Mennonite Healthcare Fellowship

Blog article

Mennonite Healthcare Fellowship (MHF) is in the midst of shaping and unveiling a new strategic plan.  In a previous article, I shared the foundation and first point of this plan.  The Board’s desire is to focus the mission of MHF on the interlocking themes of mutual support, education, mentoring, and mobilization for service.

This article is on the use of financial resources to make that happen.  A separate later article will look at ongoing funding in the future.  However, the foundation for that future growth is being laid in the ways that we use the resources inherited by MHF from its predecessors, Mennonite Medical Association (MMA) and Mennonite Nurses Association (MNA).

We need to look briefly at the background for the formation of MHF.  While there were two predecessor organizations of MHF (MMA and MNA), there were actually three legal entities that merged in the formation of the new integrated organization.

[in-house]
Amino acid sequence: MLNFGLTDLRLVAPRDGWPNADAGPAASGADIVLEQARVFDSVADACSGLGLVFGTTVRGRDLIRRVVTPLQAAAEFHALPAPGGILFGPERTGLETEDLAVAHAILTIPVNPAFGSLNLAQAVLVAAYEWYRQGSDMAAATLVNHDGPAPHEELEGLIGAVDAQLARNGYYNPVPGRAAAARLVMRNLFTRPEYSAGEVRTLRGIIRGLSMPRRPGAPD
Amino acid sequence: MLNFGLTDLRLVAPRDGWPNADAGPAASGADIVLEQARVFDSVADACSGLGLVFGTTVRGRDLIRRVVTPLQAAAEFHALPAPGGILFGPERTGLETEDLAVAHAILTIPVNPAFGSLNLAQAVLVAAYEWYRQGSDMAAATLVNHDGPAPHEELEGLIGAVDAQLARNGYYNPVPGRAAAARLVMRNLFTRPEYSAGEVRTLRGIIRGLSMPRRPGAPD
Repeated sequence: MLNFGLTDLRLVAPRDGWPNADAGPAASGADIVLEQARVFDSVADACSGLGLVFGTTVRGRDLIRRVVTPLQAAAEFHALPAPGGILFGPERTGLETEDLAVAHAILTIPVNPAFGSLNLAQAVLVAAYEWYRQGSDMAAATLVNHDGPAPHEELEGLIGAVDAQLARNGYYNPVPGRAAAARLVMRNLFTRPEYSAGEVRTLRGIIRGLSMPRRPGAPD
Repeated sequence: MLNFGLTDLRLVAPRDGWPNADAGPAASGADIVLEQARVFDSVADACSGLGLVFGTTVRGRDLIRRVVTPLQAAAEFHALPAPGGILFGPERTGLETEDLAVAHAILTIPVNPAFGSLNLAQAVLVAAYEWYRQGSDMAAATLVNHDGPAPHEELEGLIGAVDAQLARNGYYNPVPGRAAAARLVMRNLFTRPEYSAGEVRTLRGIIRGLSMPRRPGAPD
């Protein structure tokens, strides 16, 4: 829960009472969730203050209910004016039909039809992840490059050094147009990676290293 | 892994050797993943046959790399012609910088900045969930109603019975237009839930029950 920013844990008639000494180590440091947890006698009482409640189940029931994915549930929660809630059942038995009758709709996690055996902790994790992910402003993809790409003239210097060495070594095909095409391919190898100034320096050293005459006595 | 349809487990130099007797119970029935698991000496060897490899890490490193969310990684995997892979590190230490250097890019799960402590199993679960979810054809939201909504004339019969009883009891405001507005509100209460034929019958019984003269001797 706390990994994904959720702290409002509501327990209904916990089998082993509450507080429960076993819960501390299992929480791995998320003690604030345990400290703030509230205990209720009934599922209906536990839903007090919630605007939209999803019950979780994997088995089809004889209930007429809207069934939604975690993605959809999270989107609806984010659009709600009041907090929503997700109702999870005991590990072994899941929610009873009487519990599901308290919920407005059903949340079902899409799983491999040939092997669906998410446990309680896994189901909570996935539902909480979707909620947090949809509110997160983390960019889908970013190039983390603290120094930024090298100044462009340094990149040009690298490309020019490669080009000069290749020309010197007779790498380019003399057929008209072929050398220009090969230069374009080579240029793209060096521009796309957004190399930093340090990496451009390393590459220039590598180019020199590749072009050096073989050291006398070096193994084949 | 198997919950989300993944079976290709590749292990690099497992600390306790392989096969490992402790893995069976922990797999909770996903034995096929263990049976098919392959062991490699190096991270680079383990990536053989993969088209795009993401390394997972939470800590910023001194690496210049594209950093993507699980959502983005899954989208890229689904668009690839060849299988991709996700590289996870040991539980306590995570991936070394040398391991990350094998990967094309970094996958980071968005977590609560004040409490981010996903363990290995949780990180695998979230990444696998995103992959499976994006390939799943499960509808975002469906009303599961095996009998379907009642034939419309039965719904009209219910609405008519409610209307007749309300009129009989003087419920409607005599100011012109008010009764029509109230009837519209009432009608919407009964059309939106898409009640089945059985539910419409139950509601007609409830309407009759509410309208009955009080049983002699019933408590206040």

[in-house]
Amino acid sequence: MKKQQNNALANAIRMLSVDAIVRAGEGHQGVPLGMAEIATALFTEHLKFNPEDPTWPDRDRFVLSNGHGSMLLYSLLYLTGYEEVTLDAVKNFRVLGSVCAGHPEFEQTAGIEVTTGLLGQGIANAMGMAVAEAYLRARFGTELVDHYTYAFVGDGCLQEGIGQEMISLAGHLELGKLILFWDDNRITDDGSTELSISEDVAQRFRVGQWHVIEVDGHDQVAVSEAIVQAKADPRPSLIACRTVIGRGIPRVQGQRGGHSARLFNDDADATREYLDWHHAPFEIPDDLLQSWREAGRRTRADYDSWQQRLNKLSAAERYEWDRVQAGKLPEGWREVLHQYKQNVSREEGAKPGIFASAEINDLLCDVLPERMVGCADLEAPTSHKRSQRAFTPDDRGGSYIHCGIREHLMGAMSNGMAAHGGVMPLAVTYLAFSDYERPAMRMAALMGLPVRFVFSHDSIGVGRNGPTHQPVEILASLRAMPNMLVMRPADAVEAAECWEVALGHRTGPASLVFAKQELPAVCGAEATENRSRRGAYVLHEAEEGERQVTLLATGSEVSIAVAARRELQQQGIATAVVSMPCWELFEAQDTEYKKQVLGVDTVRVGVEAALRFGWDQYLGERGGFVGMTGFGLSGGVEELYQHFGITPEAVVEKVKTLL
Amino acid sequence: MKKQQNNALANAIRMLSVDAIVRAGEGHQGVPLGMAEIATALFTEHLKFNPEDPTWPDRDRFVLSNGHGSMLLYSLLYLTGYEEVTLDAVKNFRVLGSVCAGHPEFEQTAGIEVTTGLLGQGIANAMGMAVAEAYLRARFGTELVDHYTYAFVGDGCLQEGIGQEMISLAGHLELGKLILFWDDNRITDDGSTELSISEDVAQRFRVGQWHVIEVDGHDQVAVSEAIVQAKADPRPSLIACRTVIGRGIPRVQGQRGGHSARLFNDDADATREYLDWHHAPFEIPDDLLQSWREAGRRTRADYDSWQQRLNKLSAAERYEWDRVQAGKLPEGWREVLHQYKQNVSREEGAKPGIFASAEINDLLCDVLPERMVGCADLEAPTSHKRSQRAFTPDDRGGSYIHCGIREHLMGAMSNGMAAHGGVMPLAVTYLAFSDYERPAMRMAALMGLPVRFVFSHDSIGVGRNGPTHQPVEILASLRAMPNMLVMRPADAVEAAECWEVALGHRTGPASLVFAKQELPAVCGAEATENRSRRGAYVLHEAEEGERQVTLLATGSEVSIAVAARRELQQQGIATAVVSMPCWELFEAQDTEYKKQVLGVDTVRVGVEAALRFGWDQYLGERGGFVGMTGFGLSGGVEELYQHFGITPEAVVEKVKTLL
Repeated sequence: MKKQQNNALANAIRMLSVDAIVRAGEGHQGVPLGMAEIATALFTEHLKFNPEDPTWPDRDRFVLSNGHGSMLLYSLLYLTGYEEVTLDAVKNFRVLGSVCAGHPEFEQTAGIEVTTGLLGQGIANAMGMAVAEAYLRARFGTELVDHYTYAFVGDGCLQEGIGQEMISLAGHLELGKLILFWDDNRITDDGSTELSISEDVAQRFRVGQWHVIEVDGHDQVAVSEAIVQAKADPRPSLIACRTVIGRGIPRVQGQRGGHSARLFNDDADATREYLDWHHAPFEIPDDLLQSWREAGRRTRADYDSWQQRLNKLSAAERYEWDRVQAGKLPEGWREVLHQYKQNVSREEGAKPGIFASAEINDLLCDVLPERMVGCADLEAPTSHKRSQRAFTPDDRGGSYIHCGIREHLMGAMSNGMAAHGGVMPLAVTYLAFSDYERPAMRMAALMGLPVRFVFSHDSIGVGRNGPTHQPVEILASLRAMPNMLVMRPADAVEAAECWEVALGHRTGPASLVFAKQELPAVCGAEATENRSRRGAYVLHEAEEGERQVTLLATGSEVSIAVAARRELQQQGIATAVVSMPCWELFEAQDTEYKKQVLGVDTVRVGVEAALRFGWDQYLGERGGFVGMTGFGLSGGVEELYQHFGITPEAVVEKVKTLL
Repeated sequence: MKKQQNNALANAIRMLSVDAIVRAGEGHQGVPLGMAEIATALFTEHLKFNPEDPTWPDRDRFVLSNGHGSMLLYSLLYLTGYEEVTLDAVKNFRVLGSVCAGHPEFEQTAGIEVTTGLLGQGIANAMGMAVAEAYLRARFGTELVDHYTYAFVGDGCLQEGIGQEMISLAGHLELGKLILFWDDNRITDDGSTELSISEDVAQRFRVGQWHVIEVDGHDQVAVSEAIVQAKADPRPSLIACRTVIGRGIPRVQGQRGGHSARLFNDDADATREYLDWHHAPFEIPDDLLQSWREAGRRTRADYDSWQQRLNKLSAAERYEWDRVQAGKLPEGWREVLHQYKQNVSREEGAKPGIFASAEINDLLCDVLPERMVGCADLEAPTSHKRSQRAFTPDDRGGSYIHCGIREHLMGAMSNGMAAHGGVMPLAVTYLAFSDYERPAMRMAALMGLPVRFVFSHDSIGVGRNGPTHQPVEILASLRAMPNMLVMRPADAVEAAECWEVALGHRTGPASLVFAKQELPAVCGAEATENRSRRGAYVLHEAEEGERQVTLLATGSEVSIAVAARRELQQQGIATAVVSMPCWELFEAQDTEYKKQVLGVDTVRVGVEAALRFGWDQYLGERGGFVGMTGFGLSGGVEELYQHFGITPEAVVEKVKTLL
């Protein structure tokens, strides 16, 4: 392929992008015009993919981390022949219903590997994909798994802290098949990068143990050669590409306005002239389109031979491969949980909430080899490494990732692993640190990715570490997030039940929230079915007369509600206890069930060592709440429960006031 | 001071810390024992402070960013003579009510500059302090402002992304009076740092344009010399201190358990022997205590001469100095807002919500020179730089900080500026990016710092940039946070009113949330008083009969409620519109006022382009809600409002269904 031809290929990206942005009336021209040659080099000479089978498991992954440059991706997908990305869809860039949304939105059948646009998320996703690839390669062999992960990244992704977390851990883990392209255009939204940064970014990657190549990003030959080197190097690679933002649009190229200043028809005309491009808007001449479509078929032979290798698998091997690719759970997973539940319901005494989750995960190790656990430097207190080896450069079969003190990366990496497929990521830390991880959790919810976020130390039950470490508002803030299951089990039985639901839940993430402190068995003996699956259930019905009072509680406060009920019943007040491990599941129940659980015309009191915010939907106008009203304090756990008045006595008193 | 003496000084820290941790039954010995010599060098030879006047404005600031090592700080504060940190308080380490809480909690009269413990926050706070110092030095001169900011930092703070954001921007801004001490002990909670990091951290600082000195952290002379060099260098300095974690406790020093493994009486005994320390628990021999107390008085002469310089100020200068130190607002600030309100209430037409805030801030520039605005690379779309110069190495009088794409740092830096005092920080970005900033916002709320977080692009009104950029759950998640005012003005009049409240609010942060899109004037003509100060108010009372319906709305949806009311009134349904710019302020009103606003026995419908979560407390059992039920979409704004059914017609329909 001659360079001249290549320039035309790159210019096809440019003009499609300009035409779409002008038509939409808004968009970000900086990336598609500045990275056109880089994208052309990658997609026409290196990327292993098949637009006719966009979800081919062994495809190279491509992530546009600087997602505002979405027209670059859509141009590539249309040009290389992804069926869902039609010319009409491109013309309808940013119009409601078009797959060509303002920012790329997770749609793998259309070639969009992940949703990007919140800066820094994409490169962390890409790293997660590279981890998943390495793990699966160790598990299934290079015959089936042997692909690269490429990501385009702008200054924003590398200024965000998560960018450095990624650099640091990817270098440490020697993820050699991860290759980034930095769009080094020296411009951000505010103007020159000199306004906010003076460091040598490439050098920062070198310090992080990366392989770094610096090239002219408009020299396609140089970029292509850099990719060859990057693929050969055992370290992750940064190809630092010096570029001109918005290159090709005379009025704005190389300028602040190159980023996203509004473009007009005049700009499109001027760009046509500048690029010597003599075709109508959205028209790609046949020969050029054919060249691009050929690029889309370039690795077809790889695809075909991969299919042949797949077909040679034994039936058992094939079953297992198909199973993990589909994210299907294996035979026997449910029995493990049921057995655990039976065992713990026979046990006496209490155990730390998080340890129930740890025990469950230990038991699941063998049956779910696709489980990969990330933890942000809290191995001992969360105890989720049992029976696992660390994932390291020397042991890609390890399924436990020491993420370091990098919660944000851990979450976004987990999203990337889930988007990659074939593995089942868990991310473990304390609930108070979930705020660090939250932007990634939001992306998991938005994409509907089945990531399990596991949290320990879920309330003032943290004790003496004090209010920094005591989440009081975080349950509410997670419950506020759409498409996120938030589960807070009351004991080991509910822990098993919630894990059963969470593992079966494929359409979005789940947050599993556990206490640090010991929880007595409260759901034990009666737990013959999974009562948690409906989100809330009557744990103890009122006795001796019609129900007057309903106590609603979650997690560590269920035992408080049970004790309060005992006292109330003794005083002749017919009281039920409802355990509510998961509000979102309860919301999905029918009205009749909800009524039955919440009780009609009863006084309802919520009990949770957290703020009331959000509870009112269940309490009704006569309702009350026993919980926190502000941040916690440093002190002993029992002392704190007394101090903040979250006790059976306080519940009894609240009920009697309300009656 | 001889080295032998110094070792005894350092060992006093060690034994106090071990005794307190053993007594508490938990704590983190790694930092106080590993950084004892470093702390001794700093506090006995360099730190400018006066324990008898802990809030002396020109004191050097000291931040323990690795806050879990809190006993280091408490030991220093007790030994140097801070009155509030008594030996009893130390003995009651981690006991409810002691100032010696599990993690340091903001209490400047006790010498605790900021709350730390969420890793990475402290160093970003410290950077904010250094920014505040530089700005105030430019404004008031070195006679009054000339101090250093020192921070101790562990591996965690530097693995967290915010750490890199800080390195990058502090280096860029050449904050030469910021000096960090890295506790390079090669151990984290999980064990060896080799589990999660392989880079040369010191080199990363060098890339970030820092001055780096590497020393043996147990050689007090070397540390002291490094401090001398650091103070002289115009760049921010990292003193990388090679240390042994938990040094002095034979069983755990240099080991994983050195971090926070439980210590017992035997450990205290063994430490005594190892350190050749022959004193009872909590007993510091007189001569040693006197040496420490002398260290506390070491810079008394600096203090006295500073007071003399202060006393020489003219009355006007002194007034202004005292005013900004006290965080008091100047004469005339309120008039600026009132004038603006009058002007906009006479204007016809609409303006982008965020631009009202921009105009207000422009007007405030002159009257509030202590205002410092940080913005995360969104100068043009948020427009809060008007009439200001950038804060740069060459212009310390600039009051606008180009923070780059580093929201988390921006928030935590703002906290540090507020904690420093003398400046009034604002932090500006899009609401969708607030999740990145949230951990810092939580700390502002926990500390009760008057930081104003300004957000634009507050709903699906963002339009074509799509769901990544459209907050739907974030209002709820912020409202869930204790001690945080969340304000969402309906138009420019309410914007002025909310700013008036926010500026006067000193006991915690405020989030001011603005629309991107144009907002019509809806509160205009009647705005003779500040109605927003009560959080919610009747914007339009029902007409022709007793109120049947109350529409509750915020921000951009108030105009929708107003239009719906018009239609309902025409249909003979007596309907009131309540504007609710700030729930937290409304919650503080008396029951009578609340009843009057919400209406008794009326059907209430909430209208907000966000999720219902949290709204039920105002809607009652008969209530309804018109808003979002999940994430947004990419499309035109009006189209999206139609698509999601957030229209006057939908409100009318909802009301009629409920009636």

1. Mennonite Nurses Association had the legal status most similar to what was envisioned for the new organization, MHF. Thus, MHF is the same legal entity as MNA, but with its name changed.  Of course, with that name change also came other changes in structure and bylaws.  But MNA’s legal status, federal identification number, and tax exempt status remain the foundation of MHF’s legal standing.
  2. Mennonite Medical Association was formed as a non-profit corporation in the 1990s, only having recognized federal tax exempt status since that time. It’s assets were “sold” to MNA/MHF in the merger and later in 2011 ceased to exist as a separate legal entity.
  3. Mobilization for Mission Fund (MFM) was an earlier non-profit legal entity formed by MMA in the early 1970’s to provide MMA members who gave to mission projects with a legal tax deduction for their contributions. MFM as a separate legal entity continued to exist and its funds tracked separately even after MMA as a whole received its tax exempt status and separate federal ID some twenty years later.  At the formation of MHF, the MFM Fund was also turned over to MHF and like MMA later in 2011 ceased to exist as a separate legal entity.